Music is an integral part of human life, whether you listen to the top 40 on the radio, are an acoustic connoisseur, or even make it from scratch yourself.
In fact, today is International Jazz Day: declared by the United Nations Educational, Scientific and Cultural Organization (UNESCO) in 2011 “to highlight jazz and its diplomatic role of uniting people in all corners of the globe.”
In the film, Malia Barrele and Ryan Twemlow reveal the evolution of music in nature, Pythagoras’ discovery of how numbers govern musical tone, and how the orbits of TRAPPIST-1 planets form ratios found in musical harmonies.
You can watch the short film here.
There’s definitely no lack of captivating new musical research; here’s some from this week which you might not have heard about.
“I know this song!” – can other species still recognise an altered melody?
If a song sounds higher or lower, faster or slower, or the instruments have been changed, humans can still recognise a marvellous melody they have heard before – even if it’s not the same as the original.
Now we know this ability isn’t unique to humans. Rats can also still recognise a song when its tempo or pitch has been altered, but not when the instrument playing it is changed, according to a new study published in Animal Cognition.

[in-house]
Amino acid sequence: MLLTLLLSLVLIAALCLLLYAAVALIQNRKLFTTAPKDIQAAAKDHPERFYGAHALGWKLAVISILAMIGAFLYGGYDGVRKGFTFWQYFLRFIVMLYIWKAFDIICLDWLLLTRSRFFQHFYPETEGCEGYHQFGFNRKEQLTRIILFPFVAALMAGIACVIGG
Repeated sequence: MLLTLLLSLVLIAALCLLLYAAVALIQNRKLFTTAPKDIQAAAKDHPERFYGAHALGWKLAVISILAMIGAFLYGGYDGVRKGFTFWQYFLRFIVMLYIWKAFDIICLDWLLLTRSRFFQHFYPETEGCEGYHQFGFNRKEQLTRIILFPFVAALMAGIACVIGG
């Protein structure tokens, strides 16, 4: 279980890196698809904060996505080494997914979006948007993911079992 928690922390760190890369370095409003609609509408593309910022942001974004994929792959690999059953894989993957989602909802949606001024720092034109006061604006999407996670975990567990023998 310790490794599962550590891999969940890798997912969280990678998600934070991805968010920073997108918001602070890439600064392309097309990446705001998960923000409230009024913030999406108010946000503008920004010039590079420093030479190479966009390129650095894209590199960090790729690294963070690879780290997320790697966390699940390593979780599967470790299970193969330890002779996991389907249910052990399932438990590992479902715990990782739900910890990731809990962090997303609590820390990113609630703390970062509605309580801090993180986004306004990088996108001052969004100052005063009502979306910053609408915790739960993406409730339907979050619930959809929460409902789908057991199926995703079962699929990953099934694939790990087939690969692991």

“Our group is dedicated to understanding how these skills have evolved in humans and to what extent some of their components are shared with other species,” explains author Juan Manuel Toro, director of the Language and Comparative Cognition Group (LCC) of the Pompeu Fabra University in Spain.
To investigate, the researchers trained 40 laboratory rats (Rattus norvegicus) to identify a single melody – the second half of the song “Happy Birthday”.
Over 20 sessions, each lasting for 10 minutes per day, the team familiarised rats individually to the song by repeating it 40 times (no wonder it got stuck in their heads).
After this, three test sessions were held where modified versions of the song were played, and the rats’ responses to it were analysed. The song was played at different pitches (higher and lower), speeds (faster and slower), or on a violin instead of a piano.
They found that the rats’ behaviour only responded differently when the tune was played on a new instrument, but not when it was played at an altered tempo or pitch.